In the wake of Coachella’s newest installment of back to back weekends and the fast approaching start to festival season 2017, Pitchfork took it upon themselves to break down and analyze the types of performing acts expected to show up most frequently on event posters around the nation. By looking at over 1,000 artists included on 23 of the year’s biggest, multi-genre festivals, the site found a series of fascinating trends among the music scene’s top names and their presence in the larger event circuit.
In order to remain fair and accurate, Pitchfork broke down the 23 festival lineups with two different methods: CLOUT and OMNI.
Using the CLOUT filter on the associated data visualizer, users can compare acts based on their “average placement on a poster, with more weight assigned for bigger festivals.” For artists like The Killers, Arcade Fire, Big Sean, Kaskade and Lady Gaga, the CLOUT score takes into account both the sheer number of events they’re slotted to play in 2017 as well as their respective size within the general event pool. These rankings are dominated mainly by those playing only Coachella and Lollapalooza.
OMNI. on the other hand, tallies scores based on artists’ physical positions on the festival posters they’re booked for. The closer to the top and the bigger the font, the higher the score. The first act listed on a festival poster receives the highest possible score, which is equal to the total number of acts playing at the event in questions.
“For example, Bonnaroo 2017 lists U2 first and has 100 bands, so Bono and company receive a score of 100,” Pitchfork writes, “followed by Red Hot Chili Peppers with 99, and so on down to Nashville singer-songwriter Aaron Lee Tasjan, who gets one point.”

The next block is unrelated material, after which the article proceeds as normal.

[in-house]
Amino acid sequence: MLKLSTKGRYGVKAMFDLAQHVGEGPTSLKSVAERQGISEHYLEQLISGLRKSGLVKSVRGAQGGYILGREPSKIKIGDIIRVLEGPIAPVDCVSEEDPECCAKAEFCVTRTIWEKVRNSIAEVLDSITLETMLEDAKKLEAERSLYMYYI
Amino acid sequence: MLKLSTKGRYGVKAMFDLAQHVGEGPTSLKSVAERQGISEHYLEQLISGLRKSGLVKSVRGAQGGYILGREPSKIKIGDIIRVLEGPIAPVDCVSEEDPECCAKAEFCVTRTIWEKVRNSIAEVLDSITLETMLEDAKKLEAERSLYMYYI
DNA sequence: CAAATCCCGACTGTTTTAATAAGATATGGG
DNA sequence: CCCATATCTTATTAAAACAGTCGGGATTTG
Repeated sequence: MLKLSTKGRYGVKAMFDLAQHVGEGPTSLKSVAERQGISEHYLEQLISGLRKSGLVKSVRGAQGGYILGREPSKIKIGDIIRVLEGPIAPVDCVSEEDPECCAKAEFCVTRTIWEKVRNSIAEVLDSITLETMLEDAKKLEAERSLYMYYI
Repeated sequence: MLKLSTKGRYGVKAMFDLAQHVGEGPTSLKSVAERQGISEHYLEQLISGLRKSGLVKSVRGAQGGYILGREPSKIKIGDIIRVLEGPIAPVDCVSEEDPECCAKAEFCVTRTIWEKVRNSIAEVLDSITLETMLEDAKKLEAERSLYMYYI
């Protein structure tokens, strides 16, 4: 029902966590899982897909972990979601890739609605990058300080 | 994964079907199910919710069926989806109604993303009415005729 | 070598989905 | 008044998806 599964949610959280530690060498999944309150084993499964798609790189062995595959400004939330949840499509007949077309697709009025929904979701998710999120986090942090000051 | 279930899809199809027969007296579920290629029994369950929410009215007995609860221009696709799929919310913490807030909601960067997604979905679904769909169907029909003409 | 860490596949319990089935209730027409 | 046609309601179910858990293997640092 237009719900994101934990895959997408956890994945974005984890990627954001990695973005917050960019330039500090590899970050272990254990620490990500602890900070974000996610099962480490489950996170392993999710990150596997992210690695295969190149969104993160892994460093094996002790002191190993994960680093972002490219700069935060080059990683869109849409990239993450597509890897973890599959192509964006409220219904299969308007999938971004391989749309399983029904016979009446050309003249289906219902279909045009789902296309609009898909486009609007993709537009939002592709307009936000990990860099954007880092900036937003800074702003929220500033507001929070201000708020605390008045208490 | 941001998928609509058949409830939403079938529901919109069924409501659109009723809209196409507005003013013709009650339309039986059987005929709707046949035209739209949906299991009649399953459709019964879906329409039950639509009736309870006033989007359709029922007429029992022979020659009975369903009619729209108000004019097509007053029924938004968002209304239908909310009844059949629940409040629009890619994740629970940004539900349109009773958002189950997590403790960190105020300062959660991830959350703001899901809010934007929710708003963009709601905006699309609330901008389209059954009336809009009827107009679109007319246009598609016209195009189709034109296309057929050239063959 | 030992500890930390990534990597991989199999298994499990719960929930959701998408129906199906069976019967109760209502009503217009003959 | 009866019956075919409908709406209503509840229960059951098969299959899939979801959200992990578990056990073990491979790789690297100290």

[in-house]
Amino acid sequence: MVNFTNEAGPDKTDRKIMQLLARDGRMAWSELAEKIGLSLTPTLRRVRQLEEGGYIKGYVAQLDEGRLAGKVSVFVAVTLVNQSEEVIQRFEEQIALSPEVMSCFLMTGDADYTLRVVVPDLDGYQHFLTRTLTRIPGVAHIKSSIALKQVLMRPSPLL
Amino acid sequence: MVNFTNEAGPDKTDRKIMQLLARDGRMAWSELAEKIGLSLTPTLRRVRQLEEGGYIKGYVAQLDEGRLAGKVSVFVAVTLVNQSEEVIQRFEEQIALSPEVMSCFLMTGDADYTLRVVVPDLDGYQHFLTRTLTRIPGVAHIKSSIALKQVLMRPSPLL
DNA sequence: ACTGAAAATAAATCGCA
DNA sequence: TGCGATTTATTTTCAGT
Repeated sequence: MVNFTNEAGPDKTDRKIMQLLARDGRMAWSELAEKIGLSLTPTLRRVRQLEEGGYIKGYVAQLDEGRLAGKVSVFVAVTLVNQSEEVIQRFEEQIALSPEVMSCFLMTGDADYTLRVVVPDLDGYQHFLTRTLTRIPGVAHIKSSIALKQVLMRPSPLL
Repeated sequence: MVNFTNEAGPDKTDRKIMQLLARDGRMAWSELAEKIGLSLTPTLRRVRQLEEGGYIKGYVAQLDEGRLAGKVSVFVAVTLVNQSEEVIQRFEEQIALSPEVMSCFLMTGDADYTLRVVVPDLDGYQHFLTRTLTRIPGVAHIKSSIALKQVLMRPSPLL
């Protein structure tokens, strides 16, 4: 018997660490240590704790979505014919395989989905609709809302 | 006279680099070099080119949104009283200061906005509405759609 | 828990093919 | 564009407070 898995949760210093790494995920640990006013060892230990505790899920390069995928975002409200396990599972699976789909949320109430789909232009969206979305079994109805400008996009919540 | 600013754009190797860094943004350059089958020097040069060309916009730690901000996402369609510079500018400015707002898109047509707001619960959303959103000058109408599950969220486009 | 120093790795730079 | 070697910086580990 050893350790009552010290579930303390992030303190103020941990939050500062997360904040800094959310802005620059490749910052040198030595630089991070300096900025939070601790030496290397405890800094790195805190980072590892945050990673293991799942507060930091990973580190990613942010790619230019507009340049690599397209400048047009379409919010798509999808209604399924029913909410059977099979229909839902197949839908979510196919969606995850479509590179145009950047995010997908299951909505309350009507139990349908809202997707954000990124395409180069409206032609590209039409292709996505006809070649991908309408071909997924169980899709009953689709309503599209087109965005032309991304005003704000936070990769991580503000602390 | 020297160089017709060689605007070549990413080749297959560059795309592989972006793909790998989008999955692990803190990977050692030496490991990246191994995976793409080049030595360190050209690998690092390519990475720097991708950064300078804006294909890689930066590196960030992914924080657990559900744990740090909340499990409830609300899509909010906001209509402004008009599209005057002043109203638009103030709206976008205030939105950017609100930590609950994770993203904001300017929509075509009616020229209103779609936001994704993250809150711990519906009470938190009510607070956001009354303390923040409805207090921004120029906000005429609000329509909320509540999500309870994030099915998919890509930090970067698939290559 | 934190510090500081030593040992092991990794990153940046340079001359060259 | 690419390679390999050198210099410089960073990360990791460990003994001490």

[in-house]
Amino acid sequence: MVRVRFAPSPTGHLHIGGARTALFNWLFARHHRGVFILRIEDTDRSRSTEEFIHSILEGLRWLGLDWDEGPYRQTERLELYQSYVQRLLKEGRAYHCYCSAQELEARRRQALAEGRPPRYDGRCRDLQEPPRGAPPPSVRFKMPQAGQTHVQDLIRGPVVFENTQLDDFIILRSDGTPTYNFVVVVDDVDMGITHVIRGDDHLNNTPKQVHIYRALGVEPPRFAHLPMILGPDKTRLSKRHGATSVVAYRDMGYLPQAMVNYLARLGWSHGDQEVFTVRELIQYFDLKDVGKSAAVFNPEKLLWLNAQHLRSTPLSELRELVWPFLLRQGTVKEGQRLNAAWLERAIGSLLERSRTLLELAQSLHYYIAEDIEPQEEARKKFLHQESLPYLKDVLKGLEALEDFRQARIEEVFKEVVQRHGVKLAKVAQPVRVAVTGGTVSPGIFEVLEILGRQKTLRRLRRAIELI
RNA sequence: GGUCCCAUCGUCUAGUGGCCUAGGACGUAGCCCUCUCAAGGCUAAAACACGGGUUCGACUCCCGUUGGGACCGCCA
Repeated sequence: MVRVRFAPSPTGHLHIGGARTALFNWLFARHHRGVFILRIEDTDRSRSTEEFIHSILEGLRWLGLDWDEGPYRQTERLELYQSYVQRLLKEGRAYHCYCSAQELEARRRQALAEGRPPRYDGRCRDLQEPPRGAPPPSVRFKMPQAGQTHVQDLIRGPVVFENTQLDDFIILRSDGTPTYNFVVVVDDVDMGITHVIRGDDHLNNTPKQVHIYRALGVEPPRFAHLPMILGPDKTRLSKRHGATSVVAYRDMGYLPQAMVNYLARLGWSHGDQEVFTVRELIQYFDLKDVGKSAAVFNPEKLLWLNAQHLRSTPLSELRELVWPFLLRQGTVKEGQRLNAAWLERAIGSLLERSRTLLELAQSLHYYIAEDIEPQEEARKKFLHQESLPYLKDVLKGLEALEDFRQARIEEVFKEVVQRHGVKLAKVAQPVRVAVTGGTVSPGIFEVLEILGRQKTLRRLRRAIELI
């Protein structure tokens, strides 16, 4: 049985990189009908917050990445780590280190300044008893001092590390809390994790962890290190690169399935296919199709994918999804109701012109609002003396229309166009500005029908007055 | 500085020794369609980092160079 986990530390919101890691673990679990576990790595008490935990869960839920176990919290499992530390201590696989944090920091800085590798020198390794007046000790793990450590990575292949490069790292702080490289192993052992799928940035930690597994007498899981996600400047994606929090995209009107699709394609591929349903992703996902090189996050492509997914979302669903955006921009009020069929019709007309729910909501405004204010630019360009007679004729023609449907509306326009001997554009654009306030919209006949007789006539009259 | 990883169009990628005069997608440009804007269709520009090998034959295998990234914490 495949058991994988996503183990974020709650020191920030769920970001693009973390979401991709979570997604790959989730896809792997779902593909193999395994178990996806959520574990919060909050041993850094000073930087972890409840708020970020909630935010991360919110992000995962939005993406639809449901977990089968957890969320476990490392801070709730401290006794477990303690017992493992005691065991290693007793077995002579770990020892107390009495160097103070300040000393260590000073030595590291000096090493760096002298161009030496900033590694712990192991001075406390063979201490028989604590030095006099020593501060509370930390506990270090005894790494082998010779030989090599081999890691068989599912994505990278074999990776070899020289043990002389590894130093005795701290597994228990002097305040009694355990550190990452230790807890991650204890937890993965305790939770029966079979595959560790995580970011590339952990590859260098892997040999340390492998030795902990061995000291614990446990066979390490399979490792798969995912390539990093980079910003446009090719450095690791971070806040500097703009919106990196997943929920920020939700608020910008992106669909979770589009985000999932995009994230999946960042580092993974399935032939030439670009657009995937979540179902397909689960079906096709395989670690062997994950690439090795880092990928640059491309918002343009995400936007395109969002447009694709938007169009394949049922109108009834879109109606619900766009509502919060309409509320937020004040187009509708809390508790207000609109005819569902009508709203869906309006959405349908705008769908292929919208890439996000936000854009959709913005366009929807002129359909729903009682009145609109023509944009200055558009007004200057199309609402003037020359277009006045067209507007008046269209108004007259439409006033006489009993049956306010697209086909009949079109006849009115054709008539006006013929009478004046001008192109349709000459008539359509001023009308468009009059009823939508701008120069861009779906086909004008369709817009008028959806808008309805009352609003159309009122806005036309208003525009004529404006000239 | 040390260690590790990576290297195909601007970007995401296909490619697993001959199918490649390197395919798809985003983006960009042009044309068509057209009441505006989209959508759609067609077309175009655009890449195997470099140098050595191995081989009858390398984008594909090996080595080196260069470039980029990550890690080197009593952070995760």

Based on this type of categorization, the acts leading the charge are Lorde, Chance The Rapper, Glass Animals, Phantogram, The Shins, Cage the Elephant and The Head and the Heart – note the lack of overlap between the two.
Pitchfork next turned over the lens to look at the factors that made each of the 23 festivals unique, chiefly their selection of acts and the frequency with which they were booked on other events. In this category, it was the New Orleans based Jazz Fest that topped the results, owing mostly to their highly specified genre selection. Following close behind are Pickathon, Karoondinha and Sunfest.
From the festival’s newly attributed “uniqueness score,” Pitchfork turned to each of the event’s 2016 lineups to calculate the possible shift. For the most parts, the largest and most publicized festivals increased their “uniqueness score” from last year, but not by much.
“[…] This change is due to the inclusion of new festivals like Karoondinha and ’90s-indulging Bottlerock, both of which are trying to carve out their own identities,” writes Pitchfork. “For the festivals where we have two years of data, the average uniqueness is almost identical.”
Finally, Pitchfork broke down the number of shared bands between the season’s three largest festivals – Bonnaroo, Coachella and Lollapalooza – from 2005 to 2017. At the start of the data, the events share very little overlap when it comes to bands that appeared on all of their rosters. As the years went on, however, Lollapalooza’s percentage of shared acts reached staggering marks of about 46% in 2007, 44% in 2009 and 42% in 2013.
On the whole, Coachella has remained as the most unique out of the three festivals, its 2017 lineup coming more than 5 percentage points below Lollapalooza.
For more information, and further pools of data regarding gender representation at music festivals, visit Pitchfork‘s complete feature.
Source + Graphics: Pitchfork | Image: Erik Voake © Coachella 2017